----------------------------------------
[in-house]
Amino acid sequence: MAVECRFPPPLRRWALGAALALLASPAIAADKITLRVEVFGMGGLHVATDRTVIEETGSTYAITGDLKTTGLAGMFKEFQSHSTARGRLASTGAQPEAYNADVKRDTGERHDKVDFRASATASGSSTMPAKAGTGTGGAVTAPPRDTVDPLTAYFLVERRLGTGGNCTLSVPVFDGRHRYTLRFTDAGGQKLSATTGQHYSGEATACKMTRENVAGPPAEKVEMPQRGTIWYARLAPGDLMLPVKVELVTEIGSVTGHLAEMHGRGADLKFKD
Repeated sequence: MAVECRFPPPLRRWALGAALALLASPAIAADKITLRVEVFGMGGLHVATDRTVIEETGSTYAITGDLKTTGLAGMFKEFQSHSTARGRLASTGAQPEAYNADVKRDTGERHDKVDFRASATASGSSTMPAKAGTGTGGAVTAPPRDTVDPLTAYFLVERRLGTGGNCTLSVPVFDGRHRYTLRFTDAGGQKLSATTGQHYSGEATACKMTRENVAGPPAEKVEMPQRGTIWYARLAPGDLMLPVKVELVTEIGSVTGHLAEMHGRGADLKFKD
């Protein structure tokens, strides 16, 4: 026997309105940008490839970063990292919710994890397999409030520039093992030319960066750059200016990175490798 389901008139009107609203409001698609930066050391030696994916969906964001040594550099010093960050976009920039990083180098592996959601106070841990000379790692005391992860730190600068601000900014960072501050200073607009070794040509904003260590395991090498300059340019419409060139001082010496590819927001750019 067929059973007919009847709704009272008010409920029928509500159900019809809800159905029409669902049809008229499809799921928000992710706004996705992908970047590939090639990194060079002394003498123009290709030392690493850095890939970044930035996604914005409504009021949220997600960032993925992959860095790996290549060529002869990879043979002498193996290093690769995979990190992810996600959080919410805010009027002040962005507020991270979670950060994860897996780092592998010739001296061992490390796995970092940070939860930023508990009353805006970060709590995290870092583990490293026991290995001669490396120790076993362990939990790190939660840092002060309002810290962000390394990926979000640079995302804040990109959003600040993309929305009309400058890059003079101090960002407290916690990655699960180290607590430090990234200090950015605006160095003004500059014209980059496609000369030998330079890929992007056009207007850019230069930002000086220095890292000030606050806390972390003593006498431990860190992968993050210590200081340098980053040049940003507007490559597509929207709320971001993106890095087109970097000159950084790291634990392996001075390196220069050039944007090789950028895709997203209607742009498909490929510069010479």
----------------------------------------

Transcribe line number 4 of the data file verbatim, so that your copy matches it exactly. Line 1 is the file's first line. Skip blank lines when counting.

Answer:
């Protein structure tokens, strides 16, 4: 026997309105940008490839970063990292919710994890397999409030520039093992030319960066750059200016990175490798 389901008139009107609203409001698609930066050391030696994916969906964001040594550099010093960050976009920039990083180098592996959601106070841990000379790692005391992860730190600068601000900014960072501050200073607009070794040509904003260590395991090498300059340019419409060139001082010496590819927001750019 067929059973007919009847709704009272008010409920029928509500159900019809809800159905029409669902049809008229499809799921928000992710706004996705992908970047590939090639990194060079002394003498123009290709030392690493850095890939970044930035996604914005409504009021949220997600960032993925992959860095790996290549060529002869990879043979002498193996290093690769995979990190992810996600959080919410805010009027002040962005507020991270979670950060994860897996780092592998010739001296061992490390796995970092940070939860930023508990009353805006970060709590995290870092583990490293026991290995001669490396120790076993362990939990790190939660840092002060309002810290962000390394990926979000640079995302804040990109959003600040993309929305009309400058890059003079101090960002407290916690990655699960180290607590430090990234200090950015605006160095003004500059014209980059496609000369030998330079890929992007056009207007850019230069930002000086220095890292000030606050806390972390003593006498431990860190992968993050210590200081340098980053040049940003507007490559597509929207709320971001993106890095087109970097000159950084790291634990392996001075390196220069050039944007090789950028895709997203209607742009498909490929510069010479």